My weekly music posts are a chance to tell me biography in micro form though something that I loved and continue to love. There’s an inherent nostalgia in that, one I’m happy to embrace. This week it might be hard for me to avoid it.
It’s easy for me to be nostalgic about 1984. I turned 12 that year, and even then it felt like the start of a new period in life. In retrospect, it was probably the start of my long teenage period where you’ve got one foot in being a kid and another on the cusp of adulthood. It’s like a stretch where you can never reach the thing you’re reaching for but it also never quite feels out of reach.
The movies that changed my life that year were perfect artifacts of that same dynamic. Gremlins and Indiana Jones and the Temple of Doom both came out, inspiring the need for the PG-13 rating. Movies like Ghostbusters, Sixteen Candles, The Natural, The Karate Kid, and Romancing the Stone were not only entertaining, they also made me and my friends feel like we were peaking into a grown-up world that was (or would be) for us.
This week I want to capture the feel of August 1984. I have something to say about all these songs, even though I wasn’t a huge lover of all of them. Still, they are each a slice of 1984.
5. “Round and Round” by Ratt
This one would later peak at #11 but it was moving up with a bullet in August 1984. Quiet Riot and their massive hit “Cum On Feel the Noize” dropped the previous year. Early in 1984 Van Halen released 1984 and shortly after the Scorpions released Love at First Sting. That’s the short version of my first steps into the hard rock and heavy metal world. This song sounded harder than pop at the time and even a little harder than the hard rock. Stephen Pearcy’s vocals not only had an edge to them, they communicated a kind of disdain that felt good. Liking this song made me feel “metal” even though it was more in the line of the big hair 80s rock that would explode on MTV throughout the decade. I love it still.
4. “Dancing in the Dark” by Bruce Springsteen
I had never heard of Bruce Springsteen until 1984. The weirdest thing about that was all these people you saw on TV who not only had heard of him, they worshipped him. This song didn’t help me understand that at all, but it was a catchy song that appealed to a lot of us. The first single from his Born in the U.S.A. album (which is one of the best-selling albums of all-time), it peaked at #2 in early summer and was on its way down the charts by August. It was still in heavy video rotation, though. And people couldn’t stop talking about “the short-haired girl” he danced with on stage. If somebody my age sees somebody dance like these two dance in the video (something that doesn’t and shouldn’t happen all that often) they immediately think of this video.
3. “Ghostbusters” by Ray Parker Jr.
It was the cultural phenomenon of the 1984 charts. The theme song to a great comedic film which killed at the box office. It was the second highest grossing film of the year and——at the time——the highest grossing comedy in cinematic history. The song might not have been as financially successful, but it was as big a pop cultural hit. It peaked at #1 for three weeks in August. You couldn’t turn on a radio that summer without hearing it at least once. And everybody was going around asking each other “Who you gonna call?”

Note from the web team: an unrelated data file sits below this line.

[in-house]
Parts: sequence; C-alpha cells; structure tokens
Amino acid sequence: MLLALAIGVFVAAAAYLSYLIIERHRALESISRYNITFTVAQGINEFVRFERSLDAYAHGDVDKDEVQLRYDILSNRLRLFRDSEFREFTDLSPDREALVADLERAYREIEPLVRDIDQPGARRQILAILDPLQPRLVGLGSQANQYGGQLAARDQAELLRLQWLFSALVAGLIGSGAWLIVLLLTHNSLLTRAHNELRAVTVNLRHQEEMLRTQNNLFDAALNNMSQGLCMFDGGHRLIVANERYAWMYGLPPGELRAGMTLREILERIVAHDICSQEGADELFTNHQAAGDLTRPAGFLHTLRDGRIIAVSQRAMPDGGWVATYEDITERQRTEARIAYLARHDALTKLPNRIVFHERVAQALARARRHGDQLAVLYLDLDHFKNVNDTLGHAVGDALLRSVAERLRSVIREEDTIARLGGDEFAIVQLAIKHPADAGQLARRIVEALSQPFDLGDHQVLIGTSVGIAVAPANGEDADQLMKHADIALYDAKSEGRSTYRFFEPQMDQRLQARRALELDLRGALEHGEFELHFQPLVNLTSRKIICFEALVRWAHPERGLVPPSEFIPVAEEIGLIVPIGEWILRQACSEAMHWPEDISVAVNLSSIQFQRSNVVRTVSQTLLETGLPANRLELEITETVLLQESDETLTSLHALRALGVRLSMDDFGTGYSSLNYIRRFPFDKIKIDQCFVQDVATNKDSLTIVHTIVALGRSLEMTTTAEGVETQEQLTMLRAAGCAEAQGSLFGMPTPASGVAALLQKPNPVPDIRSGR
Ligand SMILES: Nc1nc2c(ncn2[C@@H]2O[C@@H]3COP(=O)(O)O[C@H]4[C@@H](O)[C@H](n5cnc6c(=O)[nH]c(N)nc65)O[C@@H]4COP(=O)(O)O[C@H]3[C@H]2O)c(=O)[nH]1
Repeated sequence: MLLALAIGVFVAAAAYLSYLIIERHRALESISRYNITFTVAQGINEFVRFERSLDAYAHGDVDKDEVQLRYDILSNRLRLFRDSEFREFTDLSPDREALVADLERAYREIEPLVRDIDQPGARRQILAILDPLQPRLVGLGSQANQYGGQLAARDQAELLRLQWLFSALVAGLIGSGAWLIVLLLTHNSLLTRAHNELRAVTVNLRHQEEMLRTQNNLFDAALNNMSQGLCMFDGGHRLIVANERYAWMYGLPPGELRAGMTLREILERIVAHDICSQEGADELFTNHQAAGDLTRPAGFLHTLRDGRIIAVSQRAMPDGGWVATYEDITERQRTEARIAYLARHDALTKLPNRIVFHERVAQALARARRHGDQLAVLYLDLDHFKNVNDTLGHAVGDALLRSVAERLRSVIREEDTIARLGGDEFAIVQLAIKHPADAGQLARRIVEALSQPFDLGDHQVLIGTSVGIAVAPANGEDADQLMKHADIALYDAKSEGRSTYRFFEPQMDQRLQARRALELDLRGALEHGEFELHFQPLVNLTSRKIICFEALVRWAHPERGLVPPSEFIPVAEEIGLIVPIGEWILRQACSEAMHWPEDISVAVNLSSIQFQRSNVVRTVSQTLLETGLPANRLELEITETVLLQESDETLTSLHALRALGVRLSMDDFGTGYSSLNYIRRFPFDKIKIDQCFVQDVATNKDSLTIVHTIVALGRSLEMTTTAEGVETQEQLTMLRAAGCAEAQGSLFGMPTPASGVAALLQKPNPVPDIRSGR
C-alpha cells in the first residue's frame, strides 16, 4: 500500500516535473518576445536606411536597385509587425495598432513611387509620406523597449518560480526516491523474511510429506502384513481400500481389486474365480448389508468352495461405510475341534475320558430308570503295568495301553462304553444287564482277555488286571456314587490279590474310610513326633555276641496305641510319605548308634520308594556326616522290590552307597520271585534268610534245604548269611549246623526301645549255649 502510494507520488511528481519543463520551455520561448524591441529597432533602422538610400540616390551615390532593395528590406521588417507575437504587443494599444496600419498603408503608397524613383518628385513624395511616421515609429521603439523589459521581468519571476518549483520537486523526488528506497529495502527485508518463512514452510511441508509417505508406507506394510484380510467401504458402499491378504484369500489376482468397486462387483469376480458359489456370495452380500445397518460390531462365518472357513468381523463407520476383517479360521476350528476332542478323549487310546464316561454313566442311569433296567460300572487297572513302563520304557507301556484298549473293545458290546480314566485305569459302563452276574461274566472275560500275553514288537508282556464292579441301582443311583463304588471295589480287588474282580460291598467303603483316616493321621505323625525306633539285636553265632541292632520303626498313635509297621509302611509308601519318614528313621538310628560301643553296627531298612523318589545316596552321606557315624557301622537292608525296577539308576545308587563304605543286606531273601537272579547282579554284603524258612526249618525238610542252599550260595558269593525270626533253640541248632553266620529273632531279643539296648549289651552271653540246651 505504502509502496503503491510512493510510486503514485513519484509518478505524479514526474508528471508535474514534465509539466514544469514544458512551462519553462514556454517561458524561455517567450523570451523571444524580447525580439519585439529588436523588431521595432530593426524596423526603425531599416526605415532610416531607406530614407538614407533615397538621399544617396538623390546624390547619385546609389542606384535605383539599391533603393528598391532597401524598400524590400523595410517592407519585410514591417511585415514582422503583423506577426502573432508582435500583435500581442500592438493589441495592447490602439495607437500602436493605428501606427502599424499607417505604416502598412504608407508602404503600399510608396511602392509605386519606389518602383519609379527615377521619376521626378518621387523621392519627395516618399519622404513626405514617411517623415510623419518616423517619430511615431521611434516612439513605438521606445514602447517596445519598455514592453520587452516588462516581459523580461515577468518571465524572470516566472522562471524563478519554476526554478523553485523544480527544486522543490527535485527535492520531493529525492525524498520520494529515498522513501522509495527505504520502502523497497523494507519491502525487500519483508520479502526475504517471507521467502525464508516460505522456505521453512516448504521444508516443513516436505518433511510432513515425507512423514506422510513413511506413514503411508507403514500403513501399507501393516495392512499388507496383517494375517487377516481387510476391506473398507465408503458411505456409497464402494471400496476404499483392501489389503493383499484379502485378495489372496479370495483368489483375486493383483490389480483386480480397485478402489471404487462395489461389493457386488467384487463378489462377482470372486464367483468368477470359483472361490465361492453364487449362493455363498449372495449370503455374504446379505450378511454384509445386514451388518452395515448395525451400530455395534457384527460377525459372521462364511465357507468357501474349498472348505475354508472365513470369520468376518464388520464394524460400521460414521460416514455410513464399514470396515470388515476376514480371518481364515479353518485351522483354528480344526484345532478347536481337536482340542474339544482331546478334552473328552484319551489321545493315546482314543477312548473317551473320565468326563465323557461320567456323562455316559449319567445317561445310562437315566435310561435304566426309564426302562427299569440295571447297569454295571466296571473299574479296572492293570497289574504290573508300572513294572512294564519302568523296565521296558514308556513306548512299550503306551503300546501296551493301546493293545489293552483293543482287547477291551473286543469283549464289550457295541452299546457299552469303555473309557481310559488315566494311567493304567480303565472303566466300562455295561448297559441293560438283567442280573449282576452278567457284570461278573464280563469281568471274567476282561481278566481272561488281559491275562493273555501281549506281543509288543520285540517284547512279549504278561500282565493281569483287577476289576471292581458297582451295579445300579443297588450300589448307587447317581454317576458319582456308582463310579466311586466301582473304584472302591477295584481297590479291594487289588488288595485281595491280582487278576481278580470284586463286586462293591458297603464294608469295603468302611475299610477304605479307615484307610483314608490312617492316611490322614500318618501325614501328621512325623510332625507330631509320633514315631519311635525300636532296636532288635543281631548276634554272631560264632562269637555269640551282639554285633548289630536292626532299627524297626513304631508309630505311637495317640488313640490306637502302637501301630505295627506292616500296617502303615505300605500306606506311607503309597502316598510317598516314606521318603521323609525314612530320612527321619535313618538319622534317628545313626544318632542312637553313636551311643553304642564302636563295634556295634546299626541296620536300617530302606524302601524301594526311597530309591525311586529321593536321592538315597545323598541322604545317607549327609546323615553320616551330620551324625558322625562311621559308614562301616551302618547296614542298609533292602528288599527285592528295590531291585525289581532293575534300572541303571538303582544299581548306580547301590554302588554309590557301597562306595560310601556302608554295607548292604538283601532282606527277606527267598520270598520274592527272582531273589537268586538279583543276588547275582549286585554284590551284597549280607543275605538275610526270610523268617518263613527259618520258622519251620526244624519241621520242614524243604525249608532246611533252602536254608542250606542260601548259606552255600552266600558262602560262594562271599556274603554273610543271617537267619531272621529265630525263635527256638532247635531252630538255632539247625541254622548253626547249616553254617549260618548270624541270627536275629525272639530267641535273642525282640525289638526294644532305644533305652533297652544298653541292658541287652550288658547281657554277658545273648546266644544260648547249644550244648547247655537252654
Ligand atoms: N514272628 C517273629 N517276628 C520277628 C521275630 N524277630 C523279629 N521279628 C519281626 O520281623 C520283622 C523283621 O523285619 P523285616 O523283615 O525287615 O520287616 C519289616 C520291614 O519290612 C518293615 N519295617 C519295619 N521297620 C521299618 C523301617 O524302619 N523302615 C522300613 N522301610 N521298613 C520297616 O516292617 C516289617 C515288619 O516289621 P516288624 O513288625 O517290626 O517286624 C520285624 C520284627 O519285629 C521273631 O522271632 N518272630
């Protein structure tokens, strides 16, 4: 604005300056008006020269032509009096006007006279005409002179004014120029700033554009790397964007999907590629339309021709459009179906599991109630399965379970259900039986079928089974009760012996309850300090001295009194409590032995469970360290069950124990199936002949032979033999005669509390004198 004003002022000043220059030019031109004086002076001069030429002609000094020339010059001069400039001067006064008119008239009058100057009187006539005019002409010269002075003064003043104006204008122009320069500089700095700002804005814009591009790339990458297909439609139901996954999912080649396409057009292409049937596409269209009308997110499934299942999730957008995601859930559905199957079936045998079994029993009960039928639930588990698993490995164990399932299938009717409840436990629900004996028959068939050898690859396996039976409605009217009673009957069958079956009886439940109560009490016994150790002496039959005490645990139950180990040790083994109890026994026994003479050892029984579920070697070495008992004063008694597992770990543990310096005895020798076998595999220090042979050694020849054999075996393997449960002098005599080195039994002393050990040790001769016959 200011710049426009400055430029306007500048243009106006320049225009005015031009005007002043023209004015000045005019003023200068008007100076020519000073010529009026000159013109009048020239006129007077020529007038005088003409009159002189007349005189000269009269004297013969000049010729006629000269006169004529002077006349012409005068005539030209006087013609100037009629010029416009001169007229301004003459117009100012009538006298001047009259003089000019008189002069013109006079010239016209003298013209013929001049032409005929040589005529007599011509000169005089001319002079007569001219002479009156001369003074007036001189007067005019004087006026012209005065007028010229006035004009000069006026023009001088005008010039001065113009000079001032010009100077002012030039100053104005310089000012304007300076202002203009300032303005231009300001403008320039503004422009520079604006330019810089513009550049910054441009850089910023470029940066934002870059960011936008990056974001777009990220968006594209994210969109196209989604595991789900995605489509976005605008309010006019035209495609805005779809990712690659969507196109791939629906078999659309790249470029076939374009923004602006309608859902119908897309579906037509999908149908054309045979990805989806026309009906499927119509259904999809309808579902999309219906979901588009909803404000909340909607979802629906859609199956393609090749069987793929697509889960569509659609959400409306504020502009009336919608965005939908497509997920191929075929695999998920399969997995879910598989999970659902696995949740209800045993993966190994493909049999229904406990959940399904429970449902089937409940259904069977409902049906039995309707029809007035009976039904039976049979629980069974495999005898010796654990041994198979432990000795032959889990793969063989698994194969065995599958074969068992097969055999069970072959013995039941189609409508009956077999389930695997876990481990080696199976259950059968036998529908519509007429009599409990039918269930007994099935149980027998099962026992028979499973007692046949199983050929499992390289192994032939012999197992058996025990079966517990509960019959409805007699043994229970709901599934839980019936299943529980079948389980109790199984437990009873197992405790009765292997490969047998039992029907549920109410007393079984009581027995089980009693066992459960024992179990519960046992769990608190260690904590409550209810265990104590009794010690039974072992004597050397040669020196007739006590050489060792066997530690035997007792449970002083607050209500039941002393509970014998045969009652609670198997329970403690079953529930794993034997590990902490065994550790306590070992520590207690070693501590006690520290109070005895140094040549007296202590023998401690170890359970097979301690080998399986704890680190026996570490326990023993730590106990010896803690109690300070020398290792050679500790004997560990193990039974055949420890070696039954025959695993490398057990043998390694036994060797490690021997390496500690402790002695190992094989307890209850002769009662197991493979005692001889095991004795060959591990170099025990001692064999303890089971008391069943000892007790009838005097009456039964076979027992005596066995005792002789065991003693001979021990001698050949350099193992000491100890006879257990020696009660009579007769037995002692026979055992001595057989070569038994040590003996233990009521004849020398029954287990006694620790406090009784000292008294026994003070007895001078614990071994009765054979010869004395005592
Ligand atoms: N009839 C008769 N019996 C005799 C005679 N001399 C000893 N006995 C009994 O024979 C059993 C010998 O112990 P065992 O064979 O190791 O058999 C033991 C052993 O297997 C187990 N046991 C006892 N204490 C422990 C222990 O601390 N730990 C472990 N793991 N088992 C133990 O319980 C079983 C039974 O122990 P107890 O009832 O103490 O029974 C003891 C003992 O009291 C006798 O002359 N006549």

2. “When Doves Cry” by Prince
Everybody I knew loved Prince. Many people I knew loved him the way others love Michael Jackson (or the way those older people we saw on TV liked Bruce Springsteen). 1984 was the year of Purple Rain and this song from the album (which was a soundtrack to the film) was the first single released from it. It was Prince’s first number one hit record, topping the charts for five weeks ending the first week of August. I suppose the staying power of the song means it’s kind of timeless for most folks. For me it is, but at the same time it sounds exactly like 1984 to me, too. Musically, it’s just about as perfect as perfect comes.
1. What’s Love Got to Do with It” by Tina Turner
I was raised on a lot of “oldies”——mostly a lot of 50s, 60s, and 70s R&B and soul. Still, I didn’t know Tina Turner until 1984. I probably wasn’t alone. What I remember about the hype surrounding this song (what you heard on talk shows, on entertainment news, and on the radio) was the way it was a comeback for a music artist, one that catapulted her (at the very non-pop star age of 44) to even greater heights than she had known in the past. Her first release from her massively popular album Private Dancer, the song became her first and only #1 and her first top ten single since the early 1970s. Few songs sound more like 1984 than this hit, and few songs demand your attention like it does. When we saw her perform this on TV everyone would always say “Look at her! She’s still got it!” What we didn’t fully understand was that the power of Tina Turner is that she just can’t ever lose it.